The survey is conducted annually to enable multinational companies and other employers to compensate employees fairly when placing them on international assignments. Employee incentives include a quality-of-living allowance and a mobility premium. Hardship premium recommendations for more than 440 cities throughout the world are included, and this year’s ranking includes 230 of these cities.

Ensuring that the needs of expatriates and their families are met wherever work takes them is an essential part of talent retention and recruitment strategies for most multinationals. Managing safety and health issues is of utmost importance, especially for employees who relocate with a family.

Other elements that add to safety costs in the host location are obtaining suitable and well-secured accommodations, having an in-house comprehensive expatriate security program, providing access to reputable professional evacuation services and medical support firms and finally, providing security training and guarded office premises.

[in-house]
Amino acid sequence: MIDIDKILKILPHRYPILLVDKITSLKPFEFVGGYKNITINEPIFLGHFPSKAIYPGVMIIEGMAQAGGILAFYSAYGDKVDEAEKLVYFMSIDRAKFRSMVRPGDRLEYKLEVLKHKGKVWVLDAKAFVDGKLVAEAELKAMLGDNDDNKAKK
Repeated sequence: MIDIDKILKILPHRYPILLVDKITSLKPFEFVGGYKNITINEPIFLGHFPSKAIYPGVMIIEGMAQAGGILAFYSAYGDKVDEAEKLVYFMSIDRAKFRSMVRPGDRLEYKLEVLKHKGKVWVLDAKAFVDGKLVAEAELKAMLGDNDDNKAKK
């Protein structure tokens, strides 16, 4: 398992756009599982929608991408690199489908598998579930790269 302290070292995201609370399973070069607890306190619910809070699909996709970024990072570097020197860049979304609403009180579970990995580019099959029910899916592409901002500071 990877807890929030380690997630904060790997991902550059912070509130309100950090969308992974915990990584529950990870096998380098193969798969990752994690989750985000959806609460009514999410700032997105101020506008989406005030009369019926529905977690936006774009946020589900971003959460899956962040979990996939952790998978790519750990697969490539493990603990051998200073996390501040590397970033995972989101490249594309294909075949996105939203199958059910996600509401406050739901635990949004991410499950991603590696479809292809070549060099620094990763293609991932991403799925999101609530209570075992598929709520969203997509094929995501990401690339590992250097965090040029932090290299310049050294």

Mercer_QualityofLiving_Regional

Here’s a look at the rankings, by global region:

Europe

Despite economic uncertainties, Western European cities continue to enjoy some of the highest quality of living worldwide; they fill seven places in the top 10 list. Vienna continues to lead the ranking and has done so in the last seven published rankings. It is followed by Zurich (2), Munich (4), Dusseldorf (6), Frankfurt (7), Geneva (8) and Copenhagen (9). In 69th place, Prague is the highest-ranking city in Central and Eastern Europe, followed by Ljubljana (76) and Budapest (77). The lowest-ranking cities in Europe are Kiev (176), Tirana (179) and Minsk (190).

European cities also dominate the top of the personal safety ranking, with Luxembourg in the lead, followed by Bern, Helsinki and Zurich, which are tied for the No. 2 spot. Vienna ranks fifth; Geneva and Stockholm are placed jointly in sixth and Copenhagen, Dusseldorf, Frankfurt, Munich and Nuremberg all share 11th place.

A number of key or capital cities do rank considerably lower, as many suffered either terrorist attacks or social unrest in the last few years; examples include Paris (71), London (72), Madrid (84) and Athens (124).